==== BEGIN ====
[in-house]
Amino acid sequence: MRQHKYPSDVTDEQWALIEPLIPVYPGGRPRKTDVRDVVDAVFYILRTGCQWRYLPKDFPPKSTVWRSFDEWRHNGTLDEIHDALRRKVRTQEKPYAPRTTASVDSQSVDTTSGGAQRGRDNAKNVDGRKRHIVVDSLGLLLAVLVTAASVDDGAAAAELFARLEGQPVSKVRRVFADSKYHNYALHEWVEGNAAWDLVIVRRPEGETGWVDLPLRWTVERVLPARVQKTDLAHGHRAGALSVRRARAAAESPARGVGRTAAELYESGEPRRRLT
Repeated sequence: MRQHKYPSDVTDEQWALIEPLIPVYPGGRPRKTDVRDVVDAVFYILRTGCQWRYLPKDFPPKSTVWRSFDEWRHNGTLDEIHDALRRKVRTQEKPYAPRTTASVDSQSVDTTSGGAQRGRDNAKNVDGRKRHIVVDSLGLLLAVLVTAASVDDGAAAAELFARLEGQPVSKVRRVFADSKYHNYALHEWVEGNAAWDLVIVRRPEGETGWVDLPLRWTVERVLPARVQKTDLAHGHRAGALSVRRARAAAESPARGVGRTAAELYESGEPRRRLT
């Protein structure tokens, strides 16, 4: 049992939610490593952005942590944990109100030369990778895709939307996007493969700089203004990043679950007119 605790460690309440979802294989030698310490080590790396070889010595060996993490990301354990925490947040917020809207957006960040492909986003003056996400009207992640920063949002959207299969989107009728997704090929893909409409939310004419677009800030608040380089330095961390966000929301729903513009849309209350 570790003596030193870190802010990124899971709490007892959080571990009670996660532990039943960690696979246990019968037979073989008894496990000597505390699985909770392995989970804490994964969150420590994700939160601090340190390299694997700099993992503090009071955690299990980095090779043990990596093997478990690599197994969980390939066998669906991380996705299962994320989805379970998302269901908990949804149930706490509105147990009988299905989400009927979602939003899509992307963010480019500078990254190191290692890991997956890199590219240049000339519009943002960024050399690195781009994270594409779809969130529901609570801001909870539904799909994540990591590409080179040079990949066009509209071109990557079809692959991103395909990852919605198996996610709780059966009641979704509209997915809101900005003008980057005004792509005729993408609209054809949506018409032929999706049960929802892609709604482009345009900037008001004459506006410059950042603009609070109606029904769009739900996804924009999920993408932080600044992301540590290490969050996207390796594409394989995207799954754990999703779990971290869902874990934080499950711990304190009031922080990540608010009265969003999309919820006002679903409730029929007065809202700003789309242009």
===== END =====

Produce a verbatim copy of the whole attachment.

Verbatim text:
[in-house]
Amino acid sequence: MRQHKYPSDVTDEQWALIEPLIPVYPGGRPRKTDVRDVVDAVFYILRTGCQWRYLPKDFPPKSTVWRSFDEWRHNGTLDEIHDALRRKVRTQEKPYAPRTTASVDSQSVDTTSGGAQRGRDNAKNVDGRKRHIVVDSLGLLLAVLVTAASVDDGAAAAELFARLEGQPVSKVRRVFADSKYHNYALHEWVEGNAAWDLVIVRRPEGETGWVDLPLRWTVERVLPARVQKTDLAHGHRAGALSVRRARAAAESPARGVGRTAAELYESGEPRRRLT
Repeated sequence: MRQHKYPSDVTDEQWALIEPLIPVYPGGRPRKTDVRDVVDAVFYILRTGCQWRYLPKDFPPKSTVWRSFDEWRHNGTLDEIHDALRRKVRTQEKPYAPRTTASVDSQSVDTTSGGAQRGRDNAKNVDGRKRHIVVDSLGLLLAVLVTAASVDDGAAAAELFARLEGQPVSKVRRVFADSKYHNYALHEWVEGNAAWDLVIVRRPEGETGWVDLPLRWTVERVLPARVQKTDLAHGHRAGALSVRRARAAAESPARGVGRTAAELYESGEPRRRLT
């Protein structure tokens, strides 16, 4: 049992939610490593952005942590944990109100030369990778895709939307996007493969700089203004990043679950007119 605790460690309440979802294989030698310490080590790396070889010595060996993490990301354990925490947040917020809207957006960040492909986003003056996400009207992640920063949002959207299969989107009728997704090929893909409409939310004419677009800030608040380089330095961390966000929301729903513009849309209350 570790003596030193870190802010990124899971709490007892959080571990009670996660532990039943960690696979246990019968037979073989008894496990000597505390699985909770392995989970804490994964969150420590994700939160601090340190390299694997700099993992503090009071955690299990980095090779043990990596093997478990690599197994969980390939066998669906991380996705299962994320989805379970998302269901908990949804149930706490509105147990009988299905989400009927979602939003899509992307963010480019500078990254190191290692890991997956890199590219240049000339519009943002960024050399690195781009994270594409779809969130529901609570801001909870539904799909994540990591590409080179040079990949066009509209071109990557079809692959991103395909990852919605198996996610709780059966009641979704509209997915809101900005003008980057005004792509005729993408609209054809949506018409032929999706049960929802892609709604482009345009900037008001004459506006410059950042603009609070109606029904769009739900996804924009999920993408932080600044992301540590290490969050996207390796594409394989995207799954754990999703779990971290869902874990934080499950711990304190009031922080990540608010009265969003999309919820006002679903409730029929007065809202700003789309242009």